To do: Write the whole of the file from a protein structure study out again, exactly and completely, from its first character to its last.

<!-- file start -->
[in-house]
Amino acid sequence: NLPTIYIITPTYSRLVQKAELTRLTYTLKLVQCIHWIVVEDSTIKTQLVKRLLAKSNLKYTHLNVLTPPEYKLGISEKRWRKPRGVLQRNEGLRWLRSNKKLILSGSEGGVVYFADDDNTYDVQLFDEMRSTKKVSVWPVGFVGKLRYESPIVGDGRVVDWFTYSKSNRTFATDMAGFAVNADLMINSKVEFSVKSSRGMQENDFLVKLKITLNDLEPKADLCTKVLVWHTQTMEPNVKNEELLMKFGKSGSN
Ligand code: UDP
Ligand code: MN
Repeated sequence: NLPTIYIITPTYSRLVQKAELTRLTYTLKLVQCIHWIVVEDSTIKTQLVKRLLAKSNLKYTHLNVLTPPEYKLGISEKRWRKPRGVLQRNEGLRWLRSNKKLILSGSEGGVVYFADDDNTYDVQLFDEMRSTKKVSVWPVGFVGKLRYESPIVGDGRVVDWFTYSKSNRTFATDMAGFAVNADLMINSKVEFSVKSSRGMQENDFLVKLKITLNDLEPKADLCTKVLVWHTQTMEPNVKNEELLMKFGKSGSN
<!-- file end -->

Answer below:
[in-house]
Amino acid sequence: NLPTIYIITPTYSRLVQKAELTRLTYTLKLVQCIHWIVVEDSTIKTQLVKRLLAKSNLKYTHLNVLTPPEYKLGISEKRWRKPRGVLQRNEGLRWLRSNKKLILSGSEGGVVYFADDDNTYDVQLFDEMRSTKKVSVWPVGFVGKLRYESPIVGDGRVVDWFTYSKSNRTFATDMAGFAVNADLMINSKVEFSVKSSRGMQENDFLVKLKITLNDLEPKADLCTKVLVWHTQTMEPNVKNEELLMKFGKSGSN
Ligand code: UDP
Ligand code: MN
Repeated sequence: NLPTIYIITPTYSRLVQKAELTRLTYTLKLVQCIHWIVVEDSTIKTQLVKRLLAKSNLKYTHLNVLTPPEYKLGISEKRWRKPRGVLQRNEGLRWLRSNKKLILSGSEGGVVYFADDDNTYDVQLFDEMRSTKKVSVWPVGFVGKLRYESPIVGDGRVVDWFTYSKSNRTFATDMAGFAVNADLMINSKVEFSVKSSRGMQENDFLVKLKITLNDLEPKADLCTKVLVWHTQTMEPNVKNEELLMKFGKSGSN